Security Software

Guidelines for Mitigating Timing Side Channels Against Cryptographic Implementations

The primary concern with side channels is the disclosure of secrets. Secrets are broadly defined as any data that should not be seen or known by other users, applications, or even other code modules. The most common type of secrets that malicious actors pursue through side channel methods include API keys, user passwords, or cryptographic keys because these may allow malicious actors to decrypt or access other protected secrets.

Timing side channels can be classified into two broad categories: traditional side channels, which take advantage of architecturally committed operations, and speculative execution side channels, which take advantage of operations that only execute speculatively and thus are not committed into the architectural state.

Traditional timing side channels take advantage of execution timing differences. These timing differences can be found in the mutual access of shared system resources (for example, branch predictors, cache lines, translation lookaside buffers (TLB), execution ports), instructions that have varying execution timing based on input, or observable differences in API execution time. The methods used to observe these timing differences vary between specific side channels, but developers can follow general best practices to defend against them.

Most traditional timing side channels can be mitigated by applying all three of the following general principles, listed here at a high level. We discuss details and examples of these principles later.

  1. Ensure runtime is identical regardless of secret or input values1.
  2. Ensure code access patterns2 are identical regardless of secret or input values.
  3. Ensure data access patterns3 are identical regardless of secret or input values.

These principles are conceptually simple, but in practice sometimes can be difficult to implement depending on the complexity of your algorithms. Luckily, most developers won’t need to work on the most complex situations.

Speculative execution side channels methods may need different mitigations than those discussed in this article. In particular, some speculative execution side channel methods may be able to generate a universal read gadget in either the cryptographic software or other software in the same address space as secret data. You can find additional resources and techniques for mitigating speculative execution side channels on the Security Findings and Mitigations site. These techniques include compiler techniques that constrain speculation as well as broader software techniques like moving secrets to another address space.

Constant Time Code and Compiler Optimizations

Before we describe constant-time principles, a word about compiler optimizations and the effect on generated code: In short, be wary of code generated from source code that appears to adhere to all of these recommendations. Compilers with optimizers will look for ways to make the code faster, and sometimes the changes they introduce are quite unexpected. For any code that you write—whether C or hand-coded assembly—you must verify constant-time operation in the environment where you expect to use it.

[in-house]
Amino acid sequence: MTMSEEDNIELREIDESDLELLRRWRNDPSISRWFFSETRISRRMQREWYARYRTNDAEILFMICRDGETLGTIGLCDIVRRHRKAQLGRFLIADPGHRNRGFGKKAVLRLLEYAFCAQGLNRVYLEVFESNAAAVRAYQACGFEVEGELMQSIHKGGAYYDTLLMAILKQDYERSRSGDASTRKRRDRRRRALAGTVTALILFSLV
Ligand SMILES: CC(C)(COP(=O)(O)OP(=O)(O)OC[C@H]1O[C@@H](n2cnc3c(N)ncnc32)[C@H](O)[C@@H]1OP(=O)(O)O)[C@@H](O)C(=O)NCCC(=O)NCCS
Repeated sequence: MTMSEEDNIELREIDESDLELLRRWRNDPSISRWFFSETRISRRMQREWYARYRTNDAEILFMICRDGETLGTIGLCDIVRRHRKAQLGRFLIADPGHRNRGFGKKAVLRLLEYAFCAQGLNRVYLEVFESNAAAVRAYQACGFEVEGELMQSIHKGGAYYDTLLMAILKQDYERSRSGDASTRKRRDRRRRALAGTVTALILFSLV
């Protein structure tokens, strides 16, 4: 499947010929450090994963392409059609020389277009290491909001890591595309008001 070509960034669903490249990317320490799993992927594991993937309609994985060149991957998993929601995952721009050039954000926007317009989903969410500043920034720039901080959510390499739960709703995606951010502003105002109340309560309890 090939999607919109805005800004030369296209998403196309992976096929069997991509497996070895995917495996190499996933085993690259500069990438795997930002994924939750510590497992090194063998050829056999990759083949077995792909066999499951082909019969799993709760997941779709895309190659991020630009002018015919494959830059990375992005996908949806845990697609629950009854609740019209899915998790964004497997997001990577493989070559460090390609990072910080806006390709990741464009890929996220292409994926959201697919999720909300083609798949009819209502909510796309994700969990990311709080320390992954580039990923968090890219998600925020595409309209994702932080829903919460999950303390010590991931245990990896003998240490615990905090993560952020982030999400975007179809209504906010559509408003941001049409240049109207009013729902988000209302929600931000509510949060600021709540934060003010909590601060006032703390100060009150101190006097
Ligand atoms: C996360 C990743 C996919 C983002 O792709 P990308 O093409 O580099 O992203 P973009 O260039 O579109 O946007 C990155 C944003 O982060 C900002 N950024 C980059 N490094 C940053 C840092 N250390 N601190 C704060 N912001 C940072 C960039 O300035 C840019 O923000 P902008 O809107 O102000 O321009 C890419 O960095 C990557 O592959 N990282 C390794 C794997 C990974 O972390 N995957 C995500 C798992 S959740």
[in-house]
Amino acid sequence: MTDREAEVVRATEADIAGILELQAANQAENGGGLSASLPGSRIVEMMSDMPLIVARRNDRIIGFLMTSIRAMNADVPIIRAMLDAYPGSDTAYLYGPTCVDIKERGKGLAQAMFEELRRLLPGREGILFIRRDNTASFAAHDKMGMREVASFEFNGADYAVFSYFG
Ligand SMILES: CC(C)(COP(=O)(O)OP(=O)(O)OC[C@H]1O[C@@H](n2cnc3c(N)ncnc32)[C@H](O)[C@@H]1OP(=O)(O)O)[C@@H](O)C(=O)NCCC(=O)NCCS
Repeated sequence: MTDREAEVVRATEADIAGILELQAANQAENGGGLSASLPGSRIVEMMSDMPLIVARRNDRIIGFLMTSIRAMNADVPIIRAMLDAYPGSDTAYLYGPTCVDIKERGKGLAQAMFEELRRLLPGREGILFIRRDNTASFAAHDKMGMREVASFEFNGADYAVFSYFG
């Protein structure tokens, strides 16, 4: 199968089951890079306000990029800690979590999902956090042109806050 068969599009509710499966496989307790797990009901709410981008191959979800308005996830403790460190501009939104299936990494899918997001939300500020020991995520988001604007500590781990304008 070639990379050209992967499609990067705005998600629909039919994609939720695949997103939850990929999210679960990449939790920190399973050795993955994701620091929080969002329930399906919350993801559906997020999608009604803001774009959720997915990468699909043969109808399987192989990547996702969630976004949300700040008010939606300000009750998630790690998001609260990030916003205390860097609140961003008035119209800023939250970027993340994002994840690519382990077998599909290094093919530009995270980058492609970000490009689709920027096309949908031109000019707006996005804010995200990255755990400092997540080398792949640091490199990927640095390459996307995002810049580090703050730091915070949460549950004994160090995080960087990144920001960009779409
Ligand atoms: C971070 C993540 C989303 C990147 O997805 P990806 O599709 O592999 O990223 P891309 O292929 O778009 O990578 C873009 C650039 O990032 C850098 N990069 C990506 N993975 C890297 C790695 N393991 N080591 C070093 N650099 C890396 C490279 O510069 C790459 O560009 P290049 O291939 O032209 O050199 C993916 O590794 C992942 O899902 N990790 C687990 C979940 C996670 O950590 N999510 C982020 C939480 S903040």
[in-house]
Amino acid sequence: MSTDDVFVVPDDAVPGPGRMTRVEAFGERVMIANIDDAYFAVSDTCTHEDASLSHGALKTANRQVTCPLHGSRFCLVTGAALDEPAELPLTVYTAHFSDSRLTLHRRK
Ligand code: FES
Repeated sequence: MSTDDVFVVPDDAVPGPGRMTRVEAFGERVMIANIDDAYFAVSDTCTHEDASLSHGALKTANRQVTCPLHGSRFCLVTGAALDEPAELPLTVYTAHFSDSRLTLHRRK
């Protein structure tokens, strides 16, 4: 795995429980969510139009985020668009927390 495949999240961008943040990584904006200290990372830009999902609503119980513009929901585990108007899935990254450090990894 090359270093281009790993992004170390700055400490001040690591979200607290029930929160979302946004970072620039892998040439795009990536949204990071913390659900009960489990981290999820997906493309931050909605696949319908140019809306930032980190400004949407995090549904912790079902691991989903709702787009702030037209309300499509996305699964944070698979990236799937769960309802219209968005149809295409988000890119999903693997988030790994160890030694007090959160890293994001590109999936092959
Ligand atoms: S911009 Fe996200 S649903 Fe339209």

In the C language, keywords like volatile, register, inline, and others can change the way compiler optimizations are applied. Using compiler command line options, such as gcc’s -O0 through -O3, can also generate vastly different machine code for the same simple lines of source code. The C language keywords can successfully mitigate some unexpected compiler optimizations for some compilers, but you must not rely on these keywords since they are only considered to be hints to the code generators. Code generator implementations may change at any time.

Many languages do not have good support—or any support—for providing code generation hints to the compiler or just-in-time (JIT) compiler for managed and dynamic languages. When considering constant time coding principles in these environments, it’s important to be extra vigilant about what is actually executing on the processor.

Examples in This Article

Code examples in this article are (mostly) similar to C, and are intended to illustrate code flow and logic structure. They assume a compiler that will always generate code that does not add unexpected optimizations that defeat the intended code flows. It is up to the reader to understand their own individual toolset and account for specific behavior in their environment.

Real-World Example

Many of the techniques discussed later in this article are implemented by a set of patches to OpenSSL listed below. You may find it instructive to look at these patches and see real-world examples of the recommendations in this article.

Principles of Traditional Side Channel Resistant Coding

Let’s start by elaborating on the high level principles enumerated above.

  1. Ensure the execution time is identical regardless of secret values4.